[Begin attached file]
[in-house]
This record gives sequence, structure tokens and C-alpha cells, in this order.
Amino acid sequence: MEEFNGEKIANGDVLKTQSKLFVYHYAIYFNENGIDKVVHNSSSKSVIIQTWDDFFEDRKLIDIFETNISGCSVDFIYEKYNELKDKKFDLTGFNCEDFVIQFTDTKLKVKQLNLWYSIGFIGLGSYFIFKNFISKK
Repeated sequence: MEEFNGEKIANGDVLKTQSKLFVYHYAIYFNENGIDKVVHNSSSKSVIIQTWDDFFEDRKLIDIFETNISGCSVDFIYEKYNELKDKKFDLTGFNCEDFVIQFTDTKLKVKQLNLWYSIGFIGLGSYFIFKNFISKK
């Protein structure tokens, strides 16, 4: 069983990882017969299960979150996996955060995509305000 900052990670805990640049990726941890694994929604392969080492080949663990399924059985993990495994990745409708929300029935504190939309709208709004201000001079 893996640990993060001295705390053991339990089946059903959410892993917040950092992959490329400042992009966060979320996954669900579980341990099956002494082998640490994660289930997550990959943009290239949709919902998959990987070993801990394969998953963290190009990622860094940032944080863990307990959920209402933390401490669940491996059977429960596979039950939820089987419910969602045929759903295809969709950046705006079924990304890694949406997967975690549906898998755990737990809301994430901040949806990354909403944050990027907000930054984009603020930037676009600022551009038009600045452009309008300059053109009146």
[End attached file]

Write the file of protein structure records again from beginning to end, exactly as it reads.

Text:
[in-house]
This record gives sequence, structure tokens and C-alpha cells, in this order.
Amino acid sequence: MEEFNGEKIANGDVLKTQSKLFVYHYAIYFNENGIDKVVHNSSSKSVIIQTWDDFFEDRKLIDIFETNISGCSVDFIYEKYNELKDKKFDLTGFNCEDFVIQFTDTKLKVKQLNLWYSIGFIGLGSYFIFKNFISKK
Repeated sequence: MEEFNGEKIANGDVLKTQSKLFVYHYAIYFNENGIDKVVHNSSSKSVIIQTWDDFFEDRKLIDIFETNISGCSVDFIYEKYNELKDKKFDLTGFNCEDFVIQFTDTKLKVKQLNLWYSIGFIGLGSYFIFKNFISKK
């Protein structure tokens, strides 16, 4: 069983990882017969299960979150996996955060995509305000 900052990670805990640049990726941890694994929604392969080492080949663990399924059985993990495994990745409708929300029935504190939309709208709004201000001079 893996640990993060001295705390053991339990089946059903959410892993917040950092992959490329400042992009966060979320996954669900579980341990099956002494082998640490994660289930997550990959943009290239949709919902998959990987070993801990394969998953963290190009990622860094940032944080863990307990959920209402933390401490669940491996059977429960596979039950939820089987419910969602045929759903295809969709950046705006079924990304890694949406997967975690549906898998755990737990809301994430901040949806990354909403944050990027907000930054984009603020930037676009600022551009038009600045452009309008300059053109009146």